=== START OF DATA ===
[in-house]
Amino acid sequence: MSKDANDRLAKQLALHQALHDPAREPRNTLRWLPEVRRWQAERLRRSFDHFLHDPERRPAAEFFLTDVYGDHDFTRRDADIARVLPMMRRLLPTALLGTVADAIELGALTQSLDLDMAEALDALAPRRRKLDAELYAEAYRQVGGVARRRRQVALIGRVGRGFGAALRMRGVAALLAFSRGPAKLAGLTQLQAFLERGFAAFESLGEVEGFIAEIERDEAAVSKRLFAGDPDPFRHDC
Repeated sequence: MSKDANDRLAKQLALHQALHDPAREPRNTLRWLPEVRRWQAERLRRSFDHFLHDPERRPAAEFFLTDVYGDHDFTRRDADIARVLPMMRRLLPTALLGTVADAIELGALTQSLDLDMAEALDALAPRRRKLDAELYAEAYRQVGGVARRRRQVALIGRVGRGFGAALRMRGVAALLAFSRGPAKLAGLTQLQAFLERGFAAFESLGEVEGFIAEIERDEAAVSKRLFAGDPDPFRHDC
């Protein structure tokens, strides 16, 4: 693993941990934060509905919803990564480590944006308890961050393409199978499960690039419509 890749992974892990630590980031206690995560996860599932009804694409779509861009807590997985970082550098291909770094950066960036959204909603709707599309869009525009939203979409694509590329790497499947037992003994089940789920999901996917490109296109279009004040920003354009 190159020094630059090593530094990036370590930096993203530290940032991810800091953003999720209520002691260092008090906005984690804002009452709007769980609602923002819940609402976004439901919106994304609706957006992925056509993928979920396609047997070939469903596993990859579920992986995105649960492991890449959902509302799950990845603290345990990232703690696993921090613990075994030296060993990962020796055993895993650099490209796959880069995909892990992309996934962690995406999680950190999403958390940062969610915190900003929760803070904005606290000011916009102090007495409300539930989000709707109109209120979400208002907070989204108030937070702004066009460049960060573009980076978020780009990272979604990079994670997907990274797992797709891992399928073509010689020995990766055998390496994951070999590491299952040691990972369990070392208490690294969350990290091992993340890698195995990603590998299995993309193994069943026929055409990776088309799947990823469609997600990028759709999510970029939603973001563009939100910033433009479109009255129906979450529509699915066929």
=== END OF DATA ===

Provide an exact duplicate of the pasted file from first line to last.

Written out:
[in-house]
Amino acid sequence: MSKDANDRLAKQLALHQALHDPAREPRNTLRWLPEVRRWQAERLRRSFDHFLHDPERRPAAEFFLTDVYGDHDFTRRDADIARVLPMMRRLLPTALLGTVADAIELGALTQSLDLDMAEALDALAPRRRKLDAELYAEAYRQVGGVARRRRQVALIGRVGRGFGAALRMRGVAALLAFSRGPAKLAGLTQLQAFLERGFAAFESLGEVEGFIAEIERDEAAVSKRLFAGDPDPFRHDC
Repeated sequence: MSKDANDRLAKQLALHQALHDPAREPRNTLRWLPEVRRWQAERLRRSFDHFLHDPERRPAAEFFLTDVYGDHDFTRRDADIARVLPMMRRLLPTALLGTVADAIELGALTQSLDLDMAEALDALAPRRRKLDAELYAEAYRQVGGVARRRRQVALIGRVGRGFGAALRMRGVAALLAFSRGPAKLAGLTQLQAFLERGFAAFESLGEVEGFIAEIERDEAAVSKRLFAGDPDPFRHDC
């Protein structure tokens, strides 16, 4: 693993941990934060509905919803990564480590944006308890961050393409199978499960690039419509 890749992974892990630590980031206690995560996860599932009804694409779509861009807590997985970082550098291909770094950066960036959204909603709707599309869009525009939203979409694509590329790497499947037992003994089940789920999901996917490109296109279009004040920003354009 190159020094630059090593530094990036370590930096993203530290940032991810800091953003999720209520002691260092008090906005984690804002009452709007769980609602923002819940609402976004439901919106994304609706957006992925056509993928979920396609047997070939469903596993990859579920992986995105649960492991890449959902509302799950990845603290345990990232703690696993921090613990075994030296060993990962020796055993895993650099490209796959880069995909892990992309996934962690995406999680950190999403958390940062969610915190900003929760803070904005606290000011916009102090007495409300539930989000709707109109209120979400208002907070989204108030937070702004066009460049960060573009980076978020780009990272979604990079994670997907990274797992797709891992399928073509010689020995990766055998390496994951070999590491299952040691990972369990070392208490690294969350990290091992993340890698195995990603590998299995993309193994069943026929055409990776088309799947990823469609997600990028759709999510970029939603973001563009939100910033433009479109009255129906979450529509699915066929």